This is a link to an interview with members of community policing groups in Mexico.

Recent actions arresting local police.

Om Shanti Om

Tuesday, March 26th, 2013

“Prakash Makhija is…actress Shantipriya…
Sometimes he is not she
But look how big his penis is
Her vagina is so tight
Dripping honeyed nectar
Elysian Fields stuff for sure…

Bowers of cupid juice
Aphoristic Dido seeks her Aeneas
(Goodbye Romulus and Remus)
Hail Baal!
Ariadne drops thread,
Theseus Minotaur’s snack
All hail two fist Snake goddess!

Happy fertile harlot in Ishtar’s canopy
Copulate’s with apple tossing serpent
“Yeah I fucked Adam up”
Cleopatra Queen of the Orient
Slips into something more comfortable
“What’s your name boy?”
“They call me Caesar, mistress”

Oh how the golden apples gleam
Gaia’s cornucopia overflows
Dodo, Passenger Pigeon, and Great Auk
Sing the praises of her generous ways
Monks and priests fuck and suck with great relish
Yahweh begs a crust of bread
Atlas shrugs.

By Gary

Land of Shamala

* IMDb review of Om Shanti Om (2007)

Tithe To Titan’s Nebulous Ring

Tuesday, March 26th, 2013

Oh how they wailed
Wind whipped gnostic voyagers
Space for three days no rest from vomit
Shipwrecked at last they cry out
“Deity, come swallow your whale”
See them crawl to coconut palm and
Agave cutting leaf.

Then as in a dark place, with merely a mantra and the
Monkeys throwing kola nuts upon tourists below
Camera’s clicking as the guide offers a banana
“For the ladies necklace please”
Hanuman takes the bribe after two
Bananas are offered
Laughing peacocks preen in Seva Kunj

Mount Meru stands “84,000 Yojan high”*
Sleeping on wooden pallets
Eating off of palm leaf plates
The monks soon adjusted
Selling lucky charms to family members
In passing they are told
“krishnah pandu-suta-priyah”**

The wind stopped howling long enough
Monkeys settled back on their branches
Peacocks cried like babies
Gnostics refilled hair shirts
And settled into solitude
John wandered the desert
“Salome, where’s my fucking head!”

By Gary
Long Beach

* Wikipedia article on Mount Meru
**Srimad Bhagavatam Canto – 1.19.35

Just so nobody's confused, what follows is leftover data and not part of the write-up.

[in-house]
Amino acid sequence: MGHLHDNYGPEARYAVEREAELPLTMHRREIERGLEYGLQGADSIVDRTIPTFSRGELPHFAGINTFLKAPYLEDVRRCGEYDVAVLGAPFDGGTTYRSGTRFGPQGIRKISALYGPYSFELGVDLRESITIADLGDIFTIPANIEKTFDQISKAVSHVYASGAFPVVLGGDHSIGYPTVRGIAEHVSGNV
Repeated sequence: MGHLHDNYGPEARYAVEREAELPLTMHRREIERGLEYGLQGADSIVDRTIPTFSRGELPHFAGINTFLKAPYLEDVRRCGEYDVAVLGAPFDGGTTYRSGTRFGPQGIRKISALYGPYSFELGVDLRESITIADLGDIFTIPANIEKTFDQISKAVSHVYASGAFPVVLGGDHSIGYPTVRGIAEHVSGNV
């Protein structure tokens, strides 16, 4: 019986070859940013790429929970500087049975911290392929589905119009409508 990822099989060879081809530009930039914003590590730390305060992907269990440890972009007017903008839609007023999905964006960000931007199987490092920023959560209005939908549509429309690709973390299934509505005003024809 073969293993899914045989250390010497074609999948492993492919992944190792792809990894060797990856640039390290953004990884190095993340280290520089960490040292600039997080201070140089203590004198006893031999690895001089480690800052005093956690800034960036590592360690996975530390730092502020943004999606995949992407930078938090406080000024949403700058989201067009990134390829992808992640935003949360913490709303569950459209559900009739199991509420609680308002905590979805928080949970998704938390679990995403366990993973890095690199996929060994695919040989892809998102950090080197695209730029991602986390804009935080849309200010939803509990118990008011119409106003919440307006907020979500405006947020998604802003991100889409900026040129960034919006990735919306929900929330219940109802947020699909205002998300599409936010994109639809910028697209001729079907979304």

Waxing The Saw

Monday, March 25th, 2013

Waxing The Saw

Garcia and company butcher “Wheel” on
Youtube, Facebook leukocyte
Moderns split … electronic fibrillation
Mind, poetry brain is
Fractured fairy
Tale aboard the Albatross

Prometheus prison bound
“he scorns both nature in herself
and art her follower; his hope is elsewhere”*
Taking the cure, the vapors… Nutcracker,
Hoffman plays mouse king
Rubin ain’t nothing but a sandwich

Easter Bunny worships Ishtar…Isis… Eostre, somebody warm
Brady Bunch behind bars and stars
Lunch ham on rye
Naked he came
Candle in hand
Pretty Jesus with lipstick on

A.J. sorts Supreme Court garbage
Aaron’s rod has edema
Mountain goat gods
Mount suspicious looking broads
News flash! Rear Admiral Byrd
Flies over the South Pole?

By Gary
*Quote from Dante’s Inferno, Canto XI, lines 110–111, Mandelbaum translation.

Another Really Good Omelet

Sunday, March 24th, 2013

Since nobody reads this site, and why would they? Its just me rambling or ranting, perhaps if I just write about my more successful cooking endeavors, I will get more response, or at least some response.

This morning I made a very tasty omelet. First throw a little olive oil in the skillet, chop up a quarter onion, a half a Roma tomato, half a zucchini, and toss them in the skillet on medium with some veggie ground beef substitute, maybe a quarter of a package, the ones they sell at Trader Joe’s. I guess that would be a good sized meatballs worth. Then add chili powder, basil, and cumin, whip up three eggs with about a third of a cup of water, add to the skillet, or in my case cast iron pan, chop up about three good sized fresh strawberries and throw them in, add about a quarter inch deep cut out of a cream cheese package, enough so you can taste it but not enough to ruin the omelet solidifying. Make your omelet shape and then serve with fresh cilantro, a lemon wedge, black pepper to taste and my secret weapon, extra hot habanero hot sauce, the kind where the pepper is the first ingredient, not water or vinegar. Just a couple of shakes will do, if you get the real hot stuff, too much will make your mouth burn for an hour and you won’t taste anything. The cream cheese should counter act any heat and make a nice balance for the taste buds. And that my friends is a mighty tasty omelet. Should feed two, or one really hungry guy or gal.

Oh and my buddy death likes it too.

Japanese Hyperinflation, Chinese Banking Continuity, Obama’s Mid-East Disengagement, & New Balance Of Power

Saturday, March 23rd, 2013

Japan has a new Bank of Japan president who is attempting to a achieve 2% inflation rate to end the decades long deflation rates. There are those who think that Japanese quantitative easing will result in hyperinflation. Negative interest rate, is what the investment broker Takeshi Fujimaki, interviewed on NNK, recommends, charging investors to use banks and pulling money back out of private hands into the economy. He is afraid that within three years there will be hyperinflation.